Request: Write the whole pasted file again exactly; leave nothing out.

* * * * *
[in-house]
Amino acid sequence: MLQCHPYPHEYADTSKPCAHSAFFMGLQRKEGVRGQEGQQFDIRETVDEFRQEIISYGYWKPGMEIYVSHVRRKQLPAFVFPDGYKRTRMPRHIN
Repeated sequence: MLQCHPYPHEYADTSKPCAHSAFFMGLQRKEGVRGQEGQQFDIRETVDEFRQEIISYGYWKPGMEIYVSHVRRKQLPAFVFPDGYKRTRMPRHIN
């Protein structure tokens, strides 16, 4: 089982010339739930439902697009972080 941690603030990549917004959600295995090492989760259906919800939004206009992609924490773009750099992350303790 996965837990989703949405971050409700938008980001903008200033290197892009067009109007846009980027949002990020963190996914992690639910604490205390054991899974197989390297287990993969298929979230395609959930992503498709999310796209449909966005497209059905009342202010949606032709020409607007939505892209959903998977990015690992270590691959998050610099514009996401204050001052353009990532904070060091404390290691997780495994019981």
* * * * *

[in-house]
Amino acid sequence: MLQCHPYPHEYADTSKPCAHSAFFMGLQRKEGVRGQEGQQFDIRETVDEFRQEIISYGYWKPGMEIYVSHVRRKQLPAFVFPDGYKRTRMPRHIN
Repeated sequence: MLQCHPYPHEYADTSKPCAHSAFFMGLQRKEGVRGQEGQQFDIRETVDEFRQEIISYGYWKPGMEIYVSHVRRKQLPAFVFPDGYKRTRMPRHIN
């Protein structure tokens, strides 16, 4: 089982010339739930439902697009972080 941690603030990549917004959600295995090492989760259906919800939004206009992609924490773009750099992350303790 996965837990989703949405971050409700938008980001903008200033290197892009067009109007846009980027949002990020963190996914992690639910604490205390054991899974197989390297287990993969298929979230395609959930992503498709999310796209449909966005497209059905009342202010949606032709020409607007939505892209959903998977990015690992270590691959998050610099514009996401204050001052353009990532904070060091404390290691997780495994019981």